California Raisins, a very traditional ingredient, are perfectly on-trend in the baking category for those consumers who want a wholly natural product. The ingredient list says it all: Raisins. Naturally dried in the sun and aside from a thorough washing and removal of stems, California Raisins can move from the field to your baked goods. Want to go green? Choose California Raisins.
California Raisins have approximately 1,750 to 2,650 berries per kg in select size (1,000 to 1,200 berries per pound). Raisins can be used right out of the case, but experienced bakers commonly condition raisins in advance. This involves re-hydrating raisins to the desired moisture level. Conditioning is an important step in the production of raisin breads. If raisins are not conditioned but added directly to the dough, they will draw moisture from the bread during fermentation and baking. This also causes the bread to stale during shipping and distribution, which reduces the shelf life.
For small quantities, the American Society of Bakery Engineers recommends that quantities of not more than 30 lbs be conditioned by adding 12 to 15 percent of warm water by weight to the raisins right in the case. Temperature of the water should not exceed 75° to 80°F and 3.6 to 4.5 lbs of water to 30 lbs of raisins. Re-close the poly-liner, cover the container, and turn it a number of times to distribute the water uniformly. Turn again after about 2 hours and allow to stand for an additional 2 hours for a total conditioning time of at least 4 hours or overnight. Longer periods may over condition and release more solids from the raisins. Any remaining liquid should be added to the dough as part of the liquid component in the formula. Do not condition raisins in excessively hot water. For best results, raisins should be about 75°F at the end of the process.
For larger quantities, the American Institute of Baking recommends that raisins be placed in a trough or tank with a screened bottom opening for draining the water. Completely cover the raisins with water at 75° to 80°F and then, drain. Close the drain to retain leached solids and cover the trough or tank and allow the raisins to absorb the surface water for at least 4 hours or overnight. Longer periods may over condition and release more solids from the raisins. Any remaining liquid should be added to the dough as part of the liquid component in the formula. Do not condition raisins in excessively hot water. For best results, raisins should be about 75°F at the end of the process.
The Right Raisin for the product – California Seedless Raisins are available in a variety of sizes appropriate for bakers. These include mini small raisins, small raisins, select raisins, and jumbo raisins. Different packers have different terms to describe size but, for the most part, California Raisins are sized either by count per lb or kilo or by screen size. Specify screen size if a special size is important and integration throughout the product is required. Golden raisins, Zante currants and other dried grape varieties are also available for specialized applications.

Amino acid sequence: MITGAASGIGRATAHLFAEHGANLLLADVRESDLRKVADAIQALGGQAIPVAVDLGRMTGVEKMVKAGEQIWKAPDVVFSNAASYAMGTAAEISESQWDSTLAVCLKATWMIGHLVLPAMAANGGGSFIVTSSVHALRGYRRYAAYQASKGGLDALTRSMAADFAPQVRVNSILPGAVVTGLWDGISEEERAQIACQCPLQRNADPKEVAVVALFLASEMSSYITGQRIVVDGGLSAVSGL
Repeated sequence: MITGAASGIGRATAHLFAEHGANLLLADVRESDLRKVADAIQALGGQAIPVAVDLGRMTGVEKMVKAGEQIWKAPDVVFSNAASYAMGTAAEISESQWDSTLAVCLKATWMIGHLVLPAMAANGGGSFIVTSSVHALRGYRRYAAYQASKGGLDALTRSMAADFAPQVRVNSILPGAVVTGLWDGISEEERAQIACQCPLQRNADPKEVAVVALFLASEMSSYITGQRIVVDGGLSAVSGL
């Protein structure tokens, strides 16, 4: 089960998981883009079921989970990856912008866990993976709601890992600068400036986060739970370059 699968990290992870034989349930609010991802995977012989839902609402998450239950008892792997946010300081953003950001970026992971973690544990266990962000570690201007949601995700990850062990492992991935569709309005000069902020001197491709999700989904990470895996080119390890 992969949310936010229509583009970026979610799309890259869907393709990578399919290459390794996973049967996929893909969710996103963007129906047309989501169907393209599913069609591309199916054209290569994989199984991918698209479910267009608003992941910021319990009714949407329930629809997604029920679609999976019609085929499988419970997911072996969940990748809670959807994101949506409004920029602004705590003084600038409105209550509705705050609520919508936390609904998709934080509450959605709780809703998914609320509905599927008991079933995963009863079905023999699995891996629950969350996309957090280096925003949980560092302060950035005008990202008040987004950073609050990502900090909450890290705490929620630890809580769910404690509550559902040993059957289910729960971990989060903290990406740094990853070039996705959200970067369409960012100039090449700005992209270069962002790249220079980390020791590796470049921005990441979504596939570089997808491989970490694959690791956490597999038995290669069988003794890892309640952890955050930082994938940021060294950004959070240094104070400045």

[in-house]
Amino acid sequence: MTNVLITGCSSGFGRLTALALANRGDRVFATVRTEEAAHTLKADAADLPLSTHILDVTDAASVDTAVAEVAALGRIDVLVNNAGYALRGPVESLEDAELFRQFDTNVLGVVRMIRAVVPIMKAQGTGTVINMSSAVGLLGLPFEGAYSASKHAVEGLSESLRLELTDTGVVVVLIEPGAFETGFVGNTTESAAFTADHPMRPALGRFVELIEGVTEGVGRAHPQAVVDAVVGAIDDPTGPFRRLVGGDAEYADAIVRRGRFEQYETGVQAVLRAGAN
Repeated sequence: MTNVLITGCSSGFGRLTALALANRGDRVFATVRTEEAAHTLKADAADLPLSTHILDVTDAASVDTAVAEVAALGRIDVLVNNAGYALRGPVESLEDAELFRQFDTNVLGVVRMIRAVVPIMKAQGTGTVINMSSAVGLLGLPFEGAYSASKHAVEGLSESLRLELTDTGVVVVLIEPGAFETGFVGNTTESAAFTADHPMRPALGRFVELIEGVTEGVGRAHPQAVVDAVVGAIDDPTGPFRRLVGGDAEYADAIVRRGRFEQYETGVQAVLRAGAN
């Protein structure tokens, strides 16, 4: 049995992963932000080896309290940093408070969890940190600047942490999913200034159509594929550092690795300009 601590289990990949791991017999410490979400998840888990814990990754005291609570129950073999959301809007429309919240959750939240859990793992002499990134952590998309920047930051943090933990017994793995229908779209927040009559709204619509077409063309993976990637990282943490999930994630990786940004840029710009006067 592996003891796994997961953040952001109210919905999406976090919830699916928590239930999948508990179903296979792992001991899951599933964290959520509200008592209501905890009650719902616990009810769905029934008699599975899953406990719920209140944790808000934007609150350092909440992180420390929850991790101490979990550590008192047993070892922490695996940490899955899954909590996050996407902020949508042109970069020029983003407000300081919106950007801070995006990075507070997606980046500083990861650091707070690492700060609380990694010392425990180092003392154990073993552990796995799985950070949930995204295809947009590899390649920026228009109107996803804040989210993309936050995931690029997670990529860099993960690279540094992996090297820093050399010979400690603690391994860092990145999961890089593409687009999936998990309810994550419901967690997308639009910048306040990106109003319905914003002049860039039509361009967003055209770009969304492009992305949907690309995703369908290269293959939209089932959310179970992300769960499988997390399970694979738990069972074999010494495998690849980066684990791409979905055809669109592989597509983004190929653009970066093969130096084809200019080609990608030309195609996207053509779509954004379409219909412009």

California Raisins are shipped in poly-lined boxes. They are available in bulk packages of 13.6 kg (30 lbs) and other size cartons. This is ideal for purchase by a full container load of approximately 17 metric tons per 20-foot container, where 1,250 to 1,800 cases may be loaded depending on the carton size. California Raisins are available in a variety of snack and consumer packs, too. Most bakers purchase California Raisins in 25 or 30-lbs cases.
For some preparations, however, better results may be obtained by reconstituting or “plumping” them. This process allows moisture to enter through the skin to soften the texture and add juiciness to the raisin. There are several ways to do this.
Normally, this is caused by excessive soaking of the raisins. You need to keep the structure of the raisin intact so properly conditioned raisins are essential for quality baked goods.
Excess free sugar and acid in the dough resulting from crushed fruit or broken skins during the mixing is frequently the cause. Mix the raisins in gently to maintain the integrity and wholeness of the raisin. Excessive amounts of cinnamon in bread may also be a cause of uneven fermentation.
Excessive oven temperature is the most common cause. Raisin dough products are best when baked at lower temperatures than conventional breads. A reduction of 25 degrees or more seems to work best. Low pressure steam in the oven will also help eliminate charred raisins.
Add the raisins at the very last step, during the last minute or two of the mixing process to ensure that the fruit remains intact.